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Excerpted from Twelve by Twelve: A One-Room Cabin Off the Grid and Beyond the American Dream by William Powers. Copyright © 2010 by William Powers. Excerpted by permission of New World LIbrary.  All rights reserved. No part of this excerpt may be reproduced or reprinted without permission in writing from the publisher. HTML and web pages copyright © by SpiritSite.com.
 

"Wisdomkeepers are an old tradition, goes back to the Native Americans. They're elder women who inspire us to dig more deeply into life."

  William Powers, Twelve by Twelve: A One-Room Cabin Off the Grid and Beyond the American Dream, Part 2

Jackie didn't call back. As the days turned into a week, I left several unreturned messages on her voice mail. Meanwhile, when I wasn't visiting my father in the hospital, I asked others in town about this mysterious doctor. She provoked a range of opinions and was called everything from "commie" to "saint." As I eventually learned, Jackie had been a communist in the early 1970s; once, while counter-protesting at a KKK rally in Greensboro, five of her communist friends were shot to death by Klansmen. The police knew who did it, but the good-ol'-boy perpetrators were never prosecuted.

Jackie went on to marry one of her leftist friends, had two daughters, and settled into a life of doctoring; she mostly worked in the state system, attending to African Americans and undocumented Latin Americans in rural clinics. As a mother, she taught her kids symbolic tax resistance as they grew up -- like not paying the telephone tax and taking $10.40 off her 1040 form each year, with a note to the IRS saying it was to protest defense spending -- while leaving her more radical activism behind. She divorced but remained close friends with her ex-husband. When her daughters went away to college, she continued to work full-time but lowered her income to eleven thousand dollars to avoid paying any taxes at all.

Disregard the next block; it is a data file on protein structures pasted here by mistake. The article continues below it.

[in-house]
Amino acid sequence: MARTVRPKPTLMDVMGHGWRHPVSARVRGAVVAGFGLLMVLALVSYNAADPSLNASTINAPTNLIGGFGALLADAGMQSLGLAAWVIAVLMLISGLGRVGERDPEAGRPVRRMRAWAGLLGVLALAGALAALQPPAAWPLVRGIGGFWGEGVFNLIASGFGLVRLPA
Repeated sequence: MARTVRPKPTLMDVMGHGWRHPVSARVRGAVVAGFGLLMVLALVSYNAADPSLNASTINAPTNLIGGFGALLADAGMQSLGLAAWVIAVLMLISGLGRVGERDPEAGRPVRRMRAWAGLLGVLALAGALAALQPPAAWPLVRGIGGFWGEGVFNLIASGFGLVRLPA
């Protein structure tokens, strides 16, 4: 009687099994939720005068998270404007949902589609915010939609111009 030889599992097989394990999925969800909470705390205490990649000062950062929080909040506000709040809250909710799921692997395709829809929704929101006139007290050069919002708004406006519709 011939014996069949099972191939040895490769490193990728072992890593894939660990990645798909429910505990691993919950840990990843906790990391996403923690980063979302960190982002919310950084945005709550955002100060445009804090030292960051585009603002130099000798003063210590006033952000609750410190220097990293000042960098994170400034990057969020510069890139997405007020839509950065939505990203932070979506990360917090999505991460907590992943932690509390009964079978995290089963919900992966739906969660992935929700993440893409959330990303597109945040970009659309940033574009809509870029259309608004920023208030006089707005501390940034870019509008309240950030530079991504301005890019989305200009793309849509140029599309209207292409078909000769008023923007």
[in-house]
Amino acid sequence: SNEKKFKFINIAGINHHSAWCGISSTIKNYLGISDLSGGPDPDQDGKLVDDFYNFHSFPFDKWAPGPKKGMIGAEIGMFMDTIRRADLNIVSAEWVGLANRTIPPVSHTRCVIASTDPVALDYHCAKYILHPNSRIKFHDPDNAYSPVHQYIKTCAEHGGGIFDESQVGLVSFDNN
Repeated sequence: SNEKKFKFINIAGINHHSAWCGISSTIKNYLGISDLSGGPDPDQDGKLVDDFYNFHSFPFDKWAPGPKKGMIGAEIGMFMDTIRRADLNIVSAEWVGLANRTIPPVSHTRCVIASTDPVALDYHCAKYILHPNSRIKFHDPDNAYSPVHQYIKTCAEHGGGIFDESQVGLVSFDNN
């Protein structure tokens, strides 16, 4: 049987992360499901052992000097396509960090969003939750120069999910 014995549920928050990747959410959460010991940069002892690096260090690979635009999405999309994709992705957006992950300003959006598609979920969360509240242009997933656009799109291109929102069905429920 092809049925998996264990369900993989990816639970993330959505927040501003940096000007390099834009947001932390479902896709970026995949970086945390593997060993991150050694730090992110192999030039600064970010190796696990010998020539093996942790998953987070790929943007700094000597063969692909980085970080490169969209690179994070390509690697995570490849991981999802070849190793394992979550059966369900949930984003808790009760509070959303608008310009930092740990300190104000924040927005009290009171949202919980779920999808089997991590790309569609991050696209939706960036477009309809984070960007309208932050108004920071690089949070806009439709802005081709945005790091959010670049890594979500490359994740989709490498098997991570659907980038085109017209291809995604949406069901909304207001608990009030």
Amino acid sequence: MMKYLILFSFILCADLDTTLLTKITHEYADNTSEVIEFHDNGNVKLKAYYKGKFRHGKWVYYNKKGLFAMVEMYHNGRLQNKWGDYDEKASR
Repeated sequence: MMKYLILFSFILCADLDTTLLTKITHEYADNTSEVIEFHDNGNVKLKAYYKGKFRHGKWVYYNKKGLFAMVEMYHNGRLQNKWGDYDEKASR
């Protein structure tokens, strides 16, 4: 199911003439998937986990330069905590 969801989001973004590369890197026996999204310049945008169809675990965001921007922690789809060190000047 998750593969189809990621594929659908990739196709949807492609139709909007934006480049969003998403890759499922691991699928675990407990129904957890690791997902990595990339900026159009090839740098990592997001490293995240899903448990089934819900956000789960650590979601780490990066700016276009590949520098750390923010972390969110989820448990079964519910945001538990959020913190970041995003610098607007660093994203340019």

Even those who were offended by her admitted she was a child of the South, sprung from local soil, and most people spoke of her with respect, whether deep or grudging. After all, she'd given up all that money, dedicated her life to serving the poor with her doctoring, and survived on the radical edge of how simply one can live in America. She'd also developed a unique blend of science and spirituality, creating a kind of third way that appealed to secular and religious perspectives alike. "Jackie's a wisdomkeeper," one of her friends told me. When I asked what that was, she said, "Wisdomkeepers are an old tradition, goes back to the Native Americans. They're elder women who inspire us to dig more deeply into life."

If Jackie had any wisdom, she was guarding it. You couldn't exactly look her up on Google Maps. Her dirt road didn't show up on any map. More than that, she wasn't living 12 x 12 just as an expression of simplicity. She chose those tiny dimensions, as she chose her tiny salary, for pragmatic reasons: in North Carolina, any structure that's twelve feet by twelve feet or less does not count as a house. It's considered to be a tool shed or gardening shack -- if it's even considered. If you live 12 x 12, you don't pay property tax and don't receive electric lines, sewage, or roads from the state. So I was leaving voice mail messages for someone who, from a certain official point of view, was invisible.

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